Good question, but very very difficult to answer this. Every day is completely different, and so I never really have a set pattern, but I usually start the day for a run with my dog, workout, breakfast, shower and hygiene, gets changed into half blues (Wicker shirt, trousers, socks boots) and then a coat over the top to hide the uniform, pack some food and then head out, aiming to arrive about 40 minutes before the shift starts. This allows me time to kit up, task my vehicle, check my currently investigated crimes, and have a look at briefing and taskin (BAT) which is our system with information and guidance on the day/night ahead and things to note. From there, it is a free for all till the end of the shift. If I get any free time, I will patrol my favourite crime hotspots and disrupt as much crime as possible, otherwise I will be attending 999/101 calls, dealing with detained prisoners is custody or completing paperwork.
We have set start and end times, but these don't really exist and you're normally working around 2-3 hours more.

Originally Posted by Goomba View Post
Have people tried to flirt with/bribe you, have you ever accepted?

Yes, loads and no. We're not even allowed to accept a cup of tea when we go to peoples houses, as it can be seen as a form of bribery (not that I'd want to from most of the houses we visit) and we aren't meant to accept gifts to the force from people, i.e. homemade cakes from the primary school (but as long as we don't tell the bosses, its all good).

We have bribes in all forms, usually money, as being a Police Officer doesn't pay particularly well, but I just couldn't bring myself to do it.

Originally Posted by Stone View Post
Heyo. Would like to first say that I live in the UK so I thank you for your service.

I have a question about the recent rule of 6 that has been passed.
Do you actively enforce the rule when walking about and seeing a group of more than 6? If so how do you ensure that they don't do again? Is it a warning and a punishment later on if they are seen to be doing it again or how does it work?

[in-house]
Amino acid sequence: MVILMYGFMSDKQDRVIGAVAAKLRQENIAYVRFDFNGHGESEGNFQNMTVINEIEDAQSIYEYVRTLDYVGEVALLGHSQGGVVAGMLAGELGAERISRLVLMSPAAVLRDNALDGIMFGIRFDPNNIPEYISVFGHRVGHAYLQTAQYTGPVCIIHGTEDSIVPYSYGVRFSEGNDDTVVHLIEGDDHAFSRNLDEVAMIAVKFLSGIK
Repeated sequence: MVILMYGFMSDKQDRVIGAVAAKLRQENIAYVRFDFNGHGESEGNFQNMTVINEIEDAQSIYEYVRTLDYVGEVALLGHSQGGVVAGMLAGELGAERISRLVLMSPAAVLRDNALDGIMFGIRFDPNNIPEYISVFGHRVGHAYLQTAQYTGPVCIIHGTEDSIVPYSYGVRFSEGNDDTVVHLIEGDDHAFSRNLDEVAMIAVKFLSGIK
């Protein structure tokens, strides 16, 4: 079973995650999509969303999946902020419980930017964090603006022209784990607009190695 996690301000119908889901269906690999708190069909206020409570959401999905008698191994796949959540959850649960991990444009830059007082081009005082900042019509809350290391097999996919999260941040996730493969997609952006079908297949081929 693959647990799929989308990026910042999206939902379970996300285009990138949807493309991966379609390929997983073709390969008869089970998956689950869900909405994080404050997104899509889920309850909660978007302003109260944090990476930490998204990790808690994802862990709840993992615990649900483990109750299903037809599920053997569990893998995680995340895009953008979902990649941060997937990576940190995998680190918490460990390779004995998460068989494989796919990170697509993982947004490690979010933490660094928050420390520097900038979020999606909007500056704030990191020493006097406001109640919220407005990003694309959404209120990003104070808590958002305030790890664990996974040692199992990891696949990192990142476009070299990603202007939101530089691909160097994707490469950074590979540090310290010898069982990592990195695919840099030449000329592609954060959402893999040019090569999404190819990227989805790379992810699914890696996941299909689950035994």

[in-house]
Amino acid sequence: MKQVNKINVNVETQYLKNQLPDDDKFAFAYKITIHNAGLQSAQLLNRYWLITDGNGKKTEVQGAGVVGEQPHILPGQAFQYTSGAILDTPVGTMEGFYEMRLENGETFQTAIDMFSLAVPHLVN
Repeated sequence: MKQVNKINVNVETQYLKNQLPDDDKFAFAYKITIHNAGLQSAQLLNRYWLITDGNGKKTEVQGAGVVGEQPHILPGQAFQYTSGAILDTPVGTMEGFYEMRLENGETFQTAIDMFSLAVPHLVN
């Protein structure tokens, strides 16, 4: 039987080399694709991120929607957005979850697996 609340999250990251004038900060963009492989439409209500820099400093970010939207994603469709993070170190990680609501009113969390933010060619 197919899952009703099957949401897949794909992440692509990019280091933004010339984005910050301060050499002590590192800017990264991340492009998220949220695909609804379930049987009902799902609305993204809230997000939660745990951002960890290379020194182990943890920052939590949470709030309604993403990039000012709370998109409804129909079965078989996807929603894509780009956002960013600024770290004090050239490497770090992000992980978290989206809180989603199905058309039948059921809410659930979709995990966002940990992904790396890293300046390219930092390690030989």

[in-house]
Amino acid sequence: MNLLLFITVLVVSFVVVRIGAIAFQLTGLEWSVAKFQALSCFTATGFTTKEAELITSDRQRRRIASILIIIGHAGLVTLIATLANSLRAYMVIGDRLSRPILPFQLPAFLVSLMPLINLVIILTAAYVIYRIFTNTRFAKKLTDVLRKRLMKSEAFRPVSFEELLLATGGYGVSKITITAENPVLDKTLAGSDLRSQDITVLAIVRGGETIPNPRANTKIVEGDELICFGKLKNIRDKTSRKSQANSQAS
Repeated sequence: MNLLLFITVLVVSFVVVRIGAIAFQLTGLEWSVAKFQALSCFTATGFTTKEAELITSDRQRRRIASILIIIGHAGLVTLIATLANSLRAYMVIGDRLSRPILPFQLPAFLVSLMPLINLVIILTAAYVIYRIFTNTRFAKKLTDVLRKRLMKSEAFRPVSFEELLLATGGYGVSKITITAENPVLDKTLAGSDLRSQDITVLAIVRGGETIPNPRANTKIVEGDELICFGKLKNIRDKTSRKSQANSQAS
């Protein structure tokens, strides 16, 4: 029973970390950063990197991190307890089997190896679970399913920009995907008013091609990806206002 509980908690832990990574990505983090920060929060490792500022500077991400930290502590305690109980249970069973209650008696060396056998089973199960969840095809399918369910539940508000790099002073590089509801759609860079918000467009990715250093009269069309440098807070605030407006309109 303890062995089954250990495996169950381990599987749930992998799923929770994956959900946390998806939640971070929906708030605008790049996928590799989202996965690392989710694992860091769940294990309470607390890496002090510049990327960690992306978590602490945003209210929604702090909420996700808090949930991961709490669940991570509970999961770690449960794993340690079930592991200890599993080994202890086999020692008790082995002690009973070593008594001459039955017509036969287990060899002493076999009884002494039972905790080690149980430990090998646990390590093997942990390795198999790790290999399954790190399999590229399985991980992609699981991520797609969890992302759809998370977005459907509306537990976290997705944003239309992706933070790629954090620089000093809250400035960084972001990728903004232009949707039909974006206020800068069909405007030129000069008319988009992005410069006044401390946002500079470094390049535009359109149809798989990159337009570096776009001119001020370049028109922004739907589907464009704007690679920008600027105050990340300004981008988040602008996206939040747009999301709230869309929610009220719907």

And if you don't do that, who enforces this rule?


Thank you

You're welcome, thank you for choosing the best country to live in.

Personally, I've never had the opportunity to enforce it, it's seldom called in, and our force policy is to fine as the final option. 'Communication Education and Persuasion' or something like that should be used first to try and talk people into disbanding, if not then yes they'd be fined.
We'd also take details of everyone there, and if their name keeps popping up, then they'd likely also recieve a fine.
As far as I'm aware, we don't issue the price of the fine, and there isn't a set value- that's all established at court.

Originally Posted by basic View Post
is it true that all cops are bastards or did twitter lie to me?

That's a decision for you to make

Originally Posted by Melon View Post
can u do a flip

If you mean the gymnastic one, then yes! But not in police uniform, I tried it once.

Originally Posted by Trocher3 View Post
How true is the "oi mate you got a loicense for that" stereotype and where does it originally came from?

The sterotype predates my time as a Police Officer, and I guess it probably came from the same place as 'ELLO ELLO ELLO, WHATS ALL THIS THEN' and a bit of exaggerated cockney dialect.

Originally Posted by Erth View Post
Hi I have some questions.

1. One of my sister's ex boyfriends began work in the London Met and he very quickly adopted a derogatory attitude towards the homeless. Is this something you consider common within the police force? The attitude seemed reinforced by the people he worked with, and the general attitudes of those around him but I'm curious as to how pervasive that actually is. And if it is the case, do you think this is acceptable, or should there be a shift in this attitude?

The metropolitan police is a different world to policing in any other part of the country, they do things differently to almost every other force. It is very difficult for me to comment of their behalf.
I can only assume that view came from the general fact that most of the homeless, at least in our area, are also the ones commiting crimes. I personally like to check up on the homeless in the area, as there are some fantastic diversion teams that can assist them. I understand the frustration when people don't accept the help though.


EDIT: I remembered another question I had.
1.5. As a kid I also remember considering the police force as a career path, and even looked into bomb defusal within the armed forces, but found myself unable to properly commit to those paths due to a conflicting moral compass. Are there any areas that you find yourself disagreeing with the law, and how do you reconcile those differences? It's something I was never able to get past, and obviously the law should never be used as a moral guideline, but the older I get the more strongly I feel on this issue.

I'm yet to find myself disagreeing with the law so to speak, I feel my morals would keep me true to my colours, regardless of what the law says, and so maybe it is my ignorance to this that means I've never noticed the discrepancies. I'm not sure if I'm the same as everyone else- but this is just my personal view.